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Posted 28 January 2015. PMN Crop News.

Understanding the Fate of Nitrate in Perennial Filter Strips

Source: American Society of Agronomy Press Release.

Madison, Wisconsin (January 12, 2015)--Runoff from agricultural fields contains nutrients that can adversely affect surface water quality, human health, and aquatic life. Nitrates from corn and soybean croplands across the Midwestern United States, for example, can end up in the Gulf of Mexico. There, nitrates can cause algal blooms which deplete oxygen from Gulf waters. Currently, such blooms cause a “dead zone” devoid of marine life across an area as large as Connecticut.


But perennial filter strips – areas of native plants or grasses – can help. Filter strips can reduce the amount of nutrients, including nitrates, entering water sources and ultimately ending up in the Gulf. There are three ways filter strips can remove nitrates from agricultural runoff. The nitrates may be sequestered in soil organic matter or taken up by plants. Nitrates may also be released into the atmosphere as nitrogen by microbes through a process called denitrification.

Which of these processes is most prevalent in filter strips was a question that David Mitchell, lead author of a new study, wanted to answer. He, and fellow researchers at Iowa State University, compared the relative contributions of denitrification, organic matter, and plants towards removing nitrates from agricultural runoff. Their study was recently published online in the Journal of Environmental Quality.

It is important to understand how filter strips reduce the amount of nitrates reaching streams. “If plant biomass and soil organic matter are the major nitrate sinks, filter strips may decrease watershed nitrate losses only in the short term,” Mitchell explains. Eventually these reservoirs would fill up, and filter strips would no longer remove nitrates effectively. “In contrast, if denitrification is the major nitrate sink, filter strips are expected to decrease watershed nitrate losses indefinitely.”

Mitchell and colleagues conducted their study in the Neal Smith National Wildlife Refuge in Iowa. At the study site the filter strip is located between a farmed area and the drainage from the watershed. The drainage ultimately flows into a stream.

The researchers introduced a known amount of nitrates into filter strip soils. They used a rare, stable isotope of nitrogen called 15N so they could trace it. After 137 days they determined whether the 15N-nitrates had ended up in plant biomass or organic matter or were removed from the soil, presumably by denitrification.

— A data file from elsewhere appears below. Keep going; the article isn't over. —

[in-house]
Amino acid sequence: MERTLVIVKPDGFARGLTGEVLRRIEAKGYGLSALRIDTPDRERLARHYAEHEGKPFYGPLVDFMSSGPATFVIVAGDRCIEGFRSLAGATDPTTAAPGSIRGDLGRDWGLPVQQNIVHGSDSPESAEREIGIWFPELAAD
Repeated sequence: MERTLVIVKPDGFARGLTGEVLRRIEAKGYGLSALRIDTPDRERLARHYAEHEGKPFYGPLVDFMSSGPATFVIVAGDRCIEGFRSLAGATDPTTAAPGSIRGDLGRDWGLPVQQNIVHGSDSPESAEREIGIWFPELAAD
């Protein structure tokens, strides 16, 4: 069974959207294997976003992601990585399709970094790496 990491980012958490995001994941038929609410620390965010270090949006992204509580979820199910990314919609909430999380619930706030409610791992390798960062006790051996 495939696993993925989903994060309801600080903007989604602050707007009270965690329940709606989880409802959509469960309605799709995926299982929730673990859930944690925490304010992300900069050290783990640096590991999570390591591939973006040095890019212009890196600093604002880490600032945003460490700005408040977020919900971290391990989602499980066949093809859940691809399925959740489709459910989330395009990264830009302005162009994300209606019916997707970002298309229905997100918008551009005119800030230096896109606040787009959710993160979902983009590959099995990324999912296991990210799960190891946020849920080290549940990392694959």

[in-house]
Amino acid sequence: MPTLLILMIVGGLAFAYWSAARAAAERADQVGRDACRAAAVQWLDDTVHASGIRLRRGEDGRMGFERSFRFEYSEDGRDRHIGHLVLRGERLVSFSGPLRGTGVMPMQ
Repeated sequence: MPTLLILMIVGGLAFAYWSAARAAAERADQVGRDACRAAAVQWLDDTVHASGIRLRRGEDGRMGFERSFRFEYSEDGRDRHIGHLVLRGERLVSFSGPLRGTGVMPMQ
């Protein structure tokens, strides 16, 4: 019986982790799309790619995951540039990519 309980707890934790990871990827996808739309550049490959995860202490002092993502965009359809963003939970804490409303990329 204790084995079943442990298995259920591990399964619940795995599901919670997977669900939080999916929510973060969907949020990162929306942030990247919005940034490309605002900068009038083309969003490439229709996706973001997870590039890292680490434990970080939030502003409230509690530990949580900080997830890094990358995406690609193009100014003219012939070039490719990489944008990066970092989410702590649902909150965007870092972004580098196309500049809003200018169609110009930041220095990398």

Between 3 and 10% of the 15N-nitrates were recovered in soil organic matter. Between 4 and 20% in plants growing within the filter strip. That left 70 to 92% of the 15N-nitrates unaccounted for.

Because denitrification results in loss of nitrates from the soil as either nitrous oxide or nitrogen gas, it’s not easy to trace. Instead, Mitchell and colleagues carried out denitrification enzyme assays. These assays measure the potential for denitrification in filter strip or row crop soils.

They found that filter strip soils had a significantly higher potential for denitrification compared to cultivated soils. “This difference supports our idea that there is more denitrification happening in filter strip soils compared to row crop soils,” says Mitchell.

It turns out filter strip soils contain increased levels of dissolved organic carbon. This is likely because “in general prairie soils have increased below-ground productivity compared to row-crop soils,” says Mitchell. Higher quantities of dissolved organic carbon – with other factors like temperature and moisture being equal – can lead to increased activity of the microbes that facilitate denitrification.

One concern with denitrification is the release of nitrous oxide, which is a potent greenhouse gas. However, recent research indicates filter strip soils have a significantly greater potential to convert nitrates into nitrogen instead of nitrous oxide when compared to cultivated soils.

Mitchell and colleagues were able to establish denitrification as the leading process by which filter strips remove nitrates from agricultural runoff at their experimental site. Unlike soil organic matter or plants, denitrification is an indefinite nitrate sink. Nitrates will continue being removed through this process as long as the amount of nitrates entering the filter strip is not more than its denitrification potential. Filter strips could, therefore, be expected to remove nitrates from cropland runoff over extended time spans.

According to Michael Castellano, an assistant professor at Iowa State University and an author on the study, there are several ideas for future work. For example, researchers want to evaluate the effectiveness of the filter strips over a longer time period and in croplands across Iowa.

In addition to decreasing nitrate losses into streams filter strips can provide a number of other benefits. These include reducing the amount of erosion sediments that reach surface waters and providing wildlife habitat. “While there are a lot of factors in play, it does look like filter strips could be a promising management practice,” says Mitchell.